Debugging pointcuts

Go at it top-down and then bottom-up. Top-down, draft significant aspects by first writing the comments to specify responsibilities. Advice responsibility usually takes the form, "When X, do Y." Pointcut responsibility for "When X" often takes the form, "When [join points] [in locations] [are ...]". These []'s often translate to named pointcuts (like `libraryCalls() && within(Client) && args(Context)`) which form a semantic bridge to the plain-text meaning in a comment (e.g., `// when the client passes only context into the library`). This gets you to a point where you can debug the parts of the pointcut independently.

Bottom up (to build each part), consider each primitive pointcut designator (PCD), then the composition, and then any implicit constraints:

  1. What kinds of join points should it match? (constructor-call? field-get?)? This translates to using the kinded pointcuts (`call(..)`, `get(..)`, etc.).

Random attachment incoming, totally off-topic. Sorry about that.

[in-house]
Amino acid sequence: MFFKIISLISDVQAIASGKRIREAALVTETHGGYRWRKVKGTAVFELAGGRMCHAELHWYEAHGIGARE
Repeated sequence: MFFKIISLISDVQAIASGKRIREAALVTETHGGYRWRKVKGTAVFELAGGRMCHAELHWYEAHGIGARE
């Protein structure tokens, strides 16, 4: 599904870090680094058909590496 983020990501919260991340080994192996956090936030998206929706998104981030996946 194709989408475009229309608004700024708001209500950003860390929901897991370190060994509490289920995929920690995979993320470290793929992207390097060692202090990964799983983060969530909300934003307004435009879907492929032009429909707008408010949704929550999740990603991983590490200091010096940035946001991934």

2. Are these restricted to being lexically within something? This translates to using `within{code}(..)`. If this is true, it should always be used, to speed up weaving.

  3. What runtime constraints and context should be true and available at each join point? This translates to `this()`, `target()`, `args()`, `cflow{below}()` and `if(..)`.

  4. Are there any advice or implementation limitations at issue? This involves knowing the few constraints on AspectJ imposed by Java bytecode as listed in the AspectJ Programming Guide section on Implementation Notes.

It's much faster to iterate a pointcut at compile-time using declare warning (even better, some errors are identified at parse-time in the latest versions of AJDT). Start with the parts of the pointcut that are staticly-determinable (i.e., they do not involve the runtime PCD's listed above). If compiles themselves take too long because of all the AspectJ weaving, then try to only include the debugging aspect with the prototype pointcut, and limit the scope using within(..).

Some mistakes in primitive pointcuts:

Some mistakes in composition:

Some mistakes in implicit advice constraints:

Some mistakes in implementation requirements: